Find out the benefits of using a spacer, how to look after your spacer, and how adults, children and babies can use them effectively.
On this page:
- What is a spacer?
- What are the benefits of using a spacer?
- How to use a spacer
- How to use a spacer and facemask with your baby
- Looking after your spacer
Spacers are empty tubes that are usually made from plastic. They slot onto the mouthpiece of your inhaler on one end, and you use a mouthpiece or mask on the spacer at the other end. They help you get the best from your asthma medicine if you use a metered dose inhaler (MDI).
If you’re using a dry powder inhaler (DPI) or a breath-actuated inhaler (BAI), you won’t need to use a spacer. Speak to your GP or asthma nurse if you’re not sure which type of inhaler you’re using.
Types of spacer
There are several different brands of spacer that fit different inhalers and are available on prescription (including Volumatic, AeroChamber, Able Spacer, Space Chamber Plus, and A2A spacer). Speak to your GP, asthma nurse or pharmacist about finding the right spacer for you. You can also buy a spacer from your pharmacy without a prescription.
Using a spacer with your metered dose inhaler (MDI) helps the right amount of medicine get to your lungs. Using a spacer will mean:
- you may waste less medicine because it’s working more efficiently by getting the medicine straight to your lungs
- you may reduce side effects from your preventer inhaler because less medicine is absorbed into the rest of your body - side effects like oral thrush are less likely because there’s less medicine in your mouth
- you may find it easier to take your medicine because the medicine collects in the chamber of the spacer, and you can breathe it in without needing to get the timing and speed exactly right.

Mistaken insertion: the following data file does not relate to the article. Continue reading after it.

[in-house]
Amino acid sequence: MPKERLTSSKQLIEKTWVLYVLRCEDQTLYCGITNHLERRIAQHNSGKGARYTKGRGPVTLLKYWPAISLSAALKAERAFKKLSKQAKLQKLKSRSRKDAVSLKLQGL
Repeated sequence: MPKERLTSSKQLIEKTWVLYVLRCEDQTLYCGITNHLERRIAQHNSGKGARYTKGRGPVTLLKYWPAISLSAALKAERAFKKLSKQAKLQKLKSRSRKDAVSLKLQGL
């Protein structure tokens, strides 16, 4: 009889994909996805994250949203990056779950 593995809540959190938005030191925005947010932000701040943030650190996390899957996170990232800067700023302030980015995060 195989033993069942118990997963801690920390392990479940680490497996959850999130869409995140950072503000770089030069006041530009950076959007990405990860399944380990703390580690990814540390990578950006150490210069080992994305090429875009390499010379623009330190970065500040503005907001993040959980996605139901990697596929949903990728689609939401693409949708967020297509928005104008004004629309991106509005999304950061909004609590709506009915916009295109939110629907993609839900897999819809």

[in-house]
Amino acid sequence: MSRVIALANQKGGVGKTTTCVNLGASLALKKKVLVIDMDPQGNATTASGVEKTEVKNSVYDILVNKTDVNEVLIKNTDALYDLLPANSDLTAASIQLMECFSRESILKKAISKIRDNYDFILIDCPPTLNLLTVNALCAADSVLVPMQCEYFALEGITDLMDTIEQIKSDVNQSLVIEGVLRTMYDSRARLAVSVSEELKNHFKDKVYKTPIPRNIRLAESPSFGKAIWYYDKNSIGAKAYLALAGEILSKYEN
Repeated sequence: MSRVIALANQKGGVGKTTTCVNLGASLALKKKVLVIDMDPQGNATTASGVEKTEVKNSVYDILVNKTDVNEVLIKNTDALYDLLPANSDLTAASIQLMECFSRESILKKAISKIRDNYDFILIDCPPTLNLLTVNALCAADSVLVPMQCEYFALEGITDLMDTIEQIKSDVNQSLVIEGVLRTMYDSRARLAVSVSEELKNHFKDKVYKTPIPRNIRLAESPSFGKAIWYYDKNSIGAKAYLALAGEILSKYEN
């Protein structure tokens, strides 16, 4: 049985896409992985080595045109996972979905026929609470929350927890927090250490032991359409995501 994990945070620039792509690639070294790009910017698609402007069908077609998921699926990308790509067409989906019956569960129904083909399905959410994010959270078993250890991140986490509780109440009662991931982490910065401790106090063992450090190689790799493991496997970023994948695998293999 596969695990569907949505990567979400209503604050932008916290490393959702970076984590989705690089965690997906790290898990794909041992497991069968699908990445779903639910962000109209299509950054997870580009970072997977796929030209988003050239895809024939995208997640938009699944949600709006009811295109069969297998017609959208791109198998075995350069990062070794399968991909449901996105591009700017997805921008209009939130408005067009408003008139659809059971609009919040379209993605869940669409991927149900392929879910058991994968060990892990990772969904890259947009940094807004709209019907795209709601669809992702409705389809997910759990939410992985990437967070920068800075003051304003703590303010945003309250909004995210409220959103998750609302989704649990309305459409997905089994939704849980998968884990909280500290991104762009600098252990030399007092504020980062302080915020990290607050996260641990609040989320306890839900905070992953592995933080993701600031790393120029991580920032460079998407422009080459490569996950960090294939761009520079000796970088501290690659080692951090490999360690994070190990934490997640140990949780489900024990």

Your GP, asthma nurse or pharmacist should show you how to use your inhaler and spacer properly. You can also check your technique at your annual asthma review.
There are two breathing techniques for adults and children to use with a spacer: ‘tidal or multiple breathing’ and ‘single breath and hold’:
- Watch our video to help you master the ‘tidal or multiple breathing’ technique.
- Watch our video to help you master the ‘single breath and hold’ technique.
Both techniques work equally well. Multiple breathing may be prescribed to younger children as it’s easier to teach. Multiple breathing may also be prescribed if you’re having an asthma attack.
Top tips for adults using spacers
- You might find it easier to be in front of a mirror to check your head is at the correct angle.
- If you notice your spacer making a whistling sound, that means you’re breathing in too fast. If you need to take another dose, take the mouthpiece or mask away from your face, wait 30 seconds to a minute and shake the inhaler again. Then repeat the steps.
- Make sure you’re making a tight seal with your mouthpiece or mask so that no medicine can escape.
- Sit your child on your lap, either sideways or facing away from you.
- When you’ve finished, take the inhaler out of the spacer, and replace the caps on both.
- If your child has used an inhaler that contains steroids, make sure they rinse their mouth out with water to help prevent side effects.
- Take a look at our video on how to help your child use their inhaler and spacer.